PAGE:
There is one game we played that comes to mind. We called it ‘London Tour Taxi.’ One of us would be the ‘passenger’ and go hide somewhere in the housing society. We had to find him and offer a ride to wherever he wanted to go. It made no sense, since:


  1. We were not in London.

  2. There was no touring.

  3. It wasn’t a taxi.


We weren’t the sharpest crayons in the box. Most of us just rode in parallel with the ‘passenger’ seated on the carrier on one of the cycles. The only thing we gained was leg strength.

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Most kids find the prospect of going downhill exhilarating. There is something about physics doing its job and your muscles signalling you’re on the verge of toppling that triggers joy. Doing this atop a cycle? Heavenly!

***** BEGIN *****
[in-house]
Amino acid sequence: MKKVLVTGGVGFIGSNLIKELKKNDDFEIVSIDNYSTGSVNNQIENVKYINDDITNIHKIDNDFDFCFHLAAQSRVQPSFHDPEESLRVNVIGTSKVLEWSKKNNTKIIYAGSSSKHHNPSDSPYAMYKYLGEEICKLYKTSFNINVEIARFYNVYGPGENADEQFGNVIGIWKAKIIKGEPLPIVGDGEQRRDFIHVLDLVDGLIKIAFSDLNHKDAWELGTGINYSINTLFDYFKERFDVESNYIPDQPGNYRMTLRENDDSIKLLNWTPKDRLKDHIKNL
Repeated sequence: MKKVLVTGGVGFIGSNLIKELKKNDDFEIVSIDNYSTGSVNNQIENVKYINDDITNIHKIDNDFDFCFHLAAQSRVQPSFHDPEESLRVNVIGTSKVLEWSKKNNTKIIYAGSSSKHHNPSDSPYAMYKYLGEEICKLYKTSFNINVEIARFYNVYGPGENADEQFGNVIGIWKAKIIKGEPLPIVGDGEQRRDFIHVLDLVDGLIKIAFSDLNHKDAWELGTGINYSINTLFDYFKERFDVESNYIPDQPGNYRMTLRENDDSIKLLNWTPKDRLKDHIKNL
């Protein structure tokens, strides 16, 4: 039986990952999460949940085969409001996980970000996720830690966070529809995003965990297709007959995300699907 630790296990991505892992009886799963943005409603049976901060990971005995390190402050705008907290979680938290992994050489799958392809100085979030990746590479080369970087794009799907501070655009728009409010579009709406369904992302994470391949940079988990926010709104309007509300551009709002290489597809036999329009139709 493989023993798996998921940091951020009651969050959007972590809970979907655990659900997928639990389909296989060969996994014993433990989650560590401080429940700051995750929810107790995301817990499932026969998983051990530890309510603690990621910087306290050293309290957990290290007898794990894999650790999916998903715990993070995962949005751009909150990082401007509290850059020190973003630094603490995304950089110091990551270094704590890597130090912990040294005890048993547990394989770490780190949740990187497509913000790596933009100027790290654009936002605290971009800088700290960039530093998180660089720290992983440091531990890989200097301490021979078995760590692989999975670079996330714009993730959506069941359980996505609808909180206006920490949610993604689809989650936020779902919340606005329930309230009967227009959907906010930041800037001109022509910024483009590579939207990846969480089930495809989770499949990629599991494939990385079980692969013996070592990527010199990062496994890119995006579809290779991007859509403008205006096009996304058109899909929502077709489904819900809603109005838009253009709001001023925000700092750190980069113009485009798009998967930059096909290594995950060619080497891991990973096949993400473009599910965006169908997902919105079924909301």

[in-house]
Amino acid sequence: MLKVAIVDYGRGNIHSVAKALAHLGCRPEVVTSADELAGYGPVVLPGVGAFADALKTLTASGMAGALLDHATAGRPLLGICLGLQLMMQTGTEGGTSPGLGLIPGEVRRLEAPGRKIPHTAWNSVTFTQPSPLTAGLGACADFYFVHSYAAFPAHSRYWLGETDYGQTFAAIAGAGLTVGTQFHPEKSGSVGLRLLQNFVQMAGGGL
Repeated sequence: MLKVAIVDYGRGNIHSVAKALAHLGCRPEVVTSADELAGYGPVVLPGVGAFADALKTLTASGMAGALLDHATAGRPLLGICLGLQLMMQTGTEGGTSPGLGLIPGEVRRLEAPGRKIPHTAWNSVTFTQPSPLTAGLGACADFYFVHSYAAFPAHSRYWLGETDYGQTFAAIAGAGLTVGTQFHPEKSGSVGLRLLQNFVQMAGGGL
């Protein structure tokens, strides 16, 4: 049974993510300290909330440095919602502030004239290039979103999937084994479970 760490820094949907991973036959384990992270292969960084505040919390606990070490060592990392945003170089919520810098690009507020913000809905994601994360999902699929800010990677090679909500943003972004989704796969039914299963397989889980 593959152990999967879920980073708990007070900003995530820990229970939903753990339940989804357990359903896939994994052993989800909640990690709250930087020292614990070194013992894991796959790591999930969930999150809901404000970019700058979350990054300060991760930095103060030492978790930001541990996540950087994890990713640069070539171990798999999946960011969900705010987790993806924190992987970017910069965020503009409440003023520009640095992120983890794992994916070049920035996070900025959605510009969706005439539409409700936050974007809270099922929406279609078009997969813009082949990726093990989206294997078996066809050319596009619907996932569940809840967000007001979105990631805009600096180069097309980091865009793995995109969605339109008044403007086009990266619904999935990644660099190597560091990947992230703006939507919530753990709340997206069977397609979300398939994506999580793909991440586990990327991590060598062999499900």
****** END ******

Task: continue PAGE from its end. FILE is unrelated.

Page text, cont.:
You would think all a hill could do for a kid was give it happiness. For me, it brought an unexpected rift in my friendships.


Two apartments away, there was a small hillock. You could cycle up and let go as gravity pulled you downwards, sweat flying off your face. But I wasn’t allowed to leave the apartment complex by my family, out of concern for my safety. Kidnapping, Road Accidents, Theft, Animal Attacks – they cycled through their reasons (pun intended). Most of my friends simply snuck out, embodying the motto, “It’s easier to ask for forgiveness than permission.” Soon, all I could do was listen to them describe their experiences. Within a few days, they started naming other kids whom they had met outside. I felt envious and insecure. I knew we were supposed to have friends at school and friends at home. But for my friends at home to have other friends in the vicinity? What betrayal!